By Anne Marie Amacher
Several Catholics from the Davenport Diocese were among a group that spent a week in Gonaives, Haiti, building a home, sewing clothes, teaching about the Gospel and visiting with school children.
Ken Ruefer, Scott Bengfort and Aaron Gunnare of Our Lady of Victory Parish in Davenport, Mary Jo Messmer of Sacred Heart Cathedral in Davenport, Julie Smith of DeWitt and Brent and Dayon Kjellberg of Carroll, Iowa, spent Oct. 12-20 on the mission trip with Many Hands for Haiti. Ruefer, whose son-in-law Tim Brand is with Many Hands for Haiti based in Pella, has traveled to Haiti twice. The rest in the group had not been there before.
Silentor Esthil-Henderson, a native of Haiti who was adopted and grew up in Bettendorf, partners with Brand in Many Hands for Haiti ministry. Esthil-Henderson made presentations to the Quad City Morning Optimist and Quad City Noon Optimist clubs earlier this year and Ruefer, a member of the Noon Optimists, volunteered to head up a mission trip.
In an interview with The Catholic Messenger earlier this year, Brand and Esthil-Henderson had plans to build and open a new school in Gonaives. That dream came true earlier this fall.
The Quad-City delegation provided outreach that included work with the school. In addition, the group built a house, sewed with Haitian women and taught about the Bible, Messmer said.
The school currently educates children in preschool through third grade. The goal is to continue to add a grade level each year. Students are served a meal, which for some is their only meal of the day, she added. They also wear uniforms. People from the U.S., including Messmer, sponsor students to help pay for uniforms, teacher salaries and materials. Messmer was excited to meet the student she sponsors.
Ruefer said the main meal each day is rice, which the school receives through a grant. The Quad-City delegation brought along Kids Against Hunger ready-made meals, which were designated for Haiti.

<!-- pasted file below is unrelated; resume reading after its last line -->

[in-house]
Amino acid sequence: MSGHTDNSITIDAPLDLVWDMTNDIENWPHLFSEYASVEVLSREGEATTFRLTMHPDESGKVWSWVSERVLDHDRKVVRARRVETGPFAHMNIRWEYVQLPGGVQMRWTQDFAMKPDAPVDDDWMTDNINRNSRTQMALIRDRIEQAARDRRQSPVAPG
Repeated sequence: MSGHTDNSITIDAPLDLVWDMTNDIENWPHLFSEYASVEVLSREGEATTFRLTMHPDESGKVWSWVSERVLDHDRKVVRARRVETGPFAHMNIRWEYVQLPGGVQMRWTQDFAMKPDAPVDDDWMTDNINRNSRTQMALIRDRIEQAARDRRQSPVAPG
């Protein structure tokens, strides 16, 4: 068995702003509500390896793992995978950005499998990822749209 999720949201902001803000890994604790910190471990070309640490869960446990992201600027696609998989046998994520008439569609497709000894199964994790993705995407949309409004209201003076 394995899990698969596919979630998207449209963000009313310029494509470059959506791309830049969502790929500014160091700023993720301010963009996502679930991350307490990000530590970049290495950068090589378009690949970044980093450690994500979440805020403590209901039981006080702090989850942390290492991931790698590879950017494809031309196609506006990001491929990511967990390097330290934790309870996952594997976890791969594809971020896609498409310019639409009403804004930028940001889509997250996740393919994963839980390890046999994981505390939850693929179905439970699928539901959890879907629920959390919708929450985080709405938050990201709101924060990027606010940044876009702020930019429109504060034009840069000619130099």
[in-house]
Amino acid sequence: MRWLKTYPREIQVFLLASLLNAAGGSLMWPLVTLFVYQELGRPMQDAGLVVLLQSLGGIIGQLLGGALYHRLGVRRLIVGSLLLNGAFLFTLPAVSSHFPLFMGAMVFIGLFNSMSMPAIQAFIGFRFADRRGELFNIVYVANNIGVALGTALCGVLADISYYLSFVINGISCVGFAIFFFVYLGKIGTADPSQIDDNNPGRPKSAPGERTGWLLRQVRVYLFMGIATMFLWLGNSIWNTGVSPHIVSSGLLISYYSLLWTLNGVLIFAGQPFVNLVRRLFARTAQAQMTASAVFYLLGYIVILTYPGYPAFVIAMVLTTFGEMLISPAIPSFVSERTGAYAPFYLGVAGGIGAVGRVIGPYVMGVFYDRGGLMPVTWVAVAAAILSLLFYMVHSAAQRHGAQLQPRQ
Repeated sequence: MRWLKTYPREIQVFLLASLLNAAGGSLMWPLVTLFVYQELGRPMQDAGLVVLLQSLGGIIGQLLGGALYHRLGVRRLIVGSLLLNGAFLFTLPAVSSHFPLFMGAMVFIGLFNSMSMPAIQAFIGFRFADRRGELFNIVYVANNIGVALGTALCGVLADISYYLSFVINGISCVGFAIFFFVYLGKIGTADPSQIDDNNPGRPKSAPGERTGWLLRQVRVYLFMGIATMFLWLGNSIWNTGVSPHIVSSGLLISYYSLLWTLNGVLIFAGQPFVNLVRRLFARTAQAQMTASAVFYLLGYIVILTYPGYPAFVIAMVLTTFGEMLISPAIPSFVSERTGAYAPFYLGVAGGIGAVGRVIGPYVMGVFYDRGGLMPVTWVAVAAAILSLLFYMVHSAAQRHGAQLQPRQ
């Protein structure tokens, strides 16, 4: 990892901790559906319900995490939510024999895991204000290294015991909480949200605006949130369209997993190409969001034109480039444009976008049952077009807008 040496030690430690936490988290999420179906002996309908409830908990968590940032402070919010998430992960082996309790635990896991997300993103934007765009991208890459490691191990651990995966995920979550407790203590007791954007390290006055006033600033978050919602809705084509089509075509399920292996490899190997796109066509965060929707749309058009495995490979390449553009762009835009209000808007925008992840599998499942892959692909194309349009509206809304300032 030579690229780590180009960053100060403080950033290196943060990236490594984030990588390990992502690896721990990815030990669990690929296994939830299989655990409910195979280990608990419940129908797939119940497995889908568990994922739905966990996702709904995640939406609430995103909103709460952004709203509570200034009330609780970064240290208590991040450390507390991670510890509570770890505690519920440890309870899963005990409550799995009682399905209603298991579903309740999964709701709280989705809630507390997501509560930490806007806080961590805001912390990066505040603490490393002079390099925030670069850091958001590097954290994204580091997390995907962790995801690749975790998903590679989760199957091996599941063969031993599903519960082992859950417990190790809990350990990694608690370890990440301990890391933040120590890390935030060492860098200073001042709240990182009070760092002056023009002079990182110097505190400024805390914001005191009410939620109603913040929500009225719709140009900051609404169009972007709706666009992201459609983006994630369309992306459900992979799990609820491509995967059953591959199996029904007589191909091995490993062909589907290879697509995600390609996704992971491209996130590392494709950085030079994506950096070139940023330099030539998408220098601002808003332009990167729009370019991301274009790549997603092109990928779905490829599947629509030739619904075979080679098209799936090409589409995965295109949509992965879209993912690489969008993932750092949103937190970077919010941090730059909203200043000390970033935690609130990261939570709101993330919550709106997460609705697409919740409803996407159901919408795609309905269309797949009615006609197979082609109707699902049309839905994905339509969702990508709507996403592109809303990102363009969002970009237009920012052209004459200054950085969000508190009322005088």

The building of the church and school in Gonaives has reduced the level of malnutrition there, Ruefer noted.
The women from the delegation worked with the Women’s Empowerment Group. There the Haitian women learn how to sew and eventually will be able to go out on their own and earn a living through sewing while also supporting the school.
“We saw hope,” Smith said of the Haitian women’s enthusiasm.
Messmer carried a sewing machine in her carry-on to Haiti, and left the machine for the women to use.
“We thought we were there to teach them to sew,” Smith said. “When we got there they had no material, but had made skirts with paper — just waiting for materials.” Luckily the visitors from the Quad Cities had brought material. “All we had to do was trace the patterns and sew with them.”
The men put a corrugated metal roof on an 11 foot by 15 foot, 150- square-foot home, Bengfort said. A family of 12 was going to live in that home. “There was no plumbing or electricity. They slept on a concrete floor.”
The men said it was more or less a shelter.
Gunnare said a lumber yard nearby had wood available for trusses to support the roof. Bengfort said since there weren’t drill bits around, they improvised by cutting nails.
When Smith asked some of the women if they would rather have volunteers visit or send money, they responded that they want the visitors who show love and share the word of God.
Ruefer said, “They made quite the impression on us. It is part of our responsibility to tell people about it. Let others know there are organizations out there to help spread the word of God.”
Most of the group said they would be interested in going back in the future.
They are in the process of working on a project that has temporarily been named “Stuff the Bus.” A bus is being secured and will be used as a container for items to go to Haiti. As details get hammered out, the group hopes that schools, churches and the wider community will help fill the bus.
For more information on Many Hands for Haiti or to sponsor a student, visit www.mh4h.org or write to Many Hands for Haiti, P.O. Box 204, Pella, Iowa, 50219.